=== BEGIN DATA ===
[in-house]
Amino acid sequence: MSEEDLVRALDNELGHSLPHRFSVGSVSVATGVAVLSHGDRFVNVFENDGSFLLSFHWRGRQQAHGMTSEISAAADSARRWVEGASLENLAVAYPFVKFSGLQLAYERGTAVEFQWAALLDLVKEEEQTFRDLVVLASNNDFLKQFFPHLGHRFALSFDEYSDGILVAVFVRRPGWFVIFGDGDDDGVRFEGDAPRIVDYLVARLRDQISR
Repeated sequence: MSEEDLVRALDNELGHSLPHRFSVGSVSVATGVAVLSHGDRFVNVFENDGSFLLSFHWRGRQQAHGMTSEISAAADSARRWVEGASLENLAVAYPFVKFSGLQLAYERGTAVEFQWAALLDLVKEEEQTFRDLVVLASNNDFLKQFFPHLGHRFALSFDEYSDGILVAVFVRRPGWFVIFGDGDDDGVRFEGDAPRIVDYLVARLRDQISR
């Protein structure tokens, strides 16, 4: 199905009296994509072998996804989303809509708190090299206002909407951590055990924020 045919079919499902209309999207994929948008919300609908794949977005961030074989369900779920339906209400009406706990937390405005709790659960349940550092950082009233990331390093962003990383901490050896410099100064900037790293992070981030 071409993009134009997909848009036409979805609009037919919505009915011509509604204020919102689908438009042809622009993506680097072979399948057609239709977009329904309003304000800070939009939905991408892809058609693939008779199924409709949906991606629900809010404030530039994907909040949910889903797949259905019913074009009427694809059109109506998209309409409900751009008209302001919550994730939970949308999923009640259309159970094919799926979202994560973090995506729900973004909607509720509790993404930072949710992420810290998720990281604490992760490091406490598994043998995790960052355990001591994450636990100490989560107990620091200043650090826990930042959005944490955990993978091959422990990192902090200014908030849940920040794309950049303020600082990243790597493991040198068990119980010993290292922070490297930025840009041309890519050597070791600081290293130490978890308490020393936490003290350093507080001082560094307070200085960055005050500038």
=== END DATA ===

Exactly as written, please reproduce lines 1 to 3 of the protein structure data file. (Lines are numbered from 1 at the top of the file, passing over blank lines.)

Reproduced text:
[in-house]
Amino acid sequence: MSEEDLVRALDNELGHSLPHRFSVGSVSVATGVAVLSHGDRFVNVFENDGSFLLSFHWRGRQQAHGMTSEISAAADSARRWVEGASLENLAVAYPFVKFSGLQLAYERGTAVEFQWAALLDLVKEEEQTFRDLVVLASNNDFLKQFFPHLGHRFALSFDEYSDGILVAVFVRRPGWFVIFGDGDDDGVRFEGDAPRIVDYLVARLRDQISR
Repeated sequence: MSEEDLVRALDNELGHSLPHRFSVGSVSVATGVAVLSHGDRFVNVFENDGSFLLSFHWRGRQQAHGMTSEISAAADSARRWVEGASLENLAVAYPFVKFSGLQLAYERGTAVEFQWAALLDLVKEEEQTFRDLVVLASNNDFLKQFFPHLGHRFALSFDEYSDGILVAVFVRRPGWFVIFGDGDDDGVRFEGDAPRIVDYLVARLRDQISR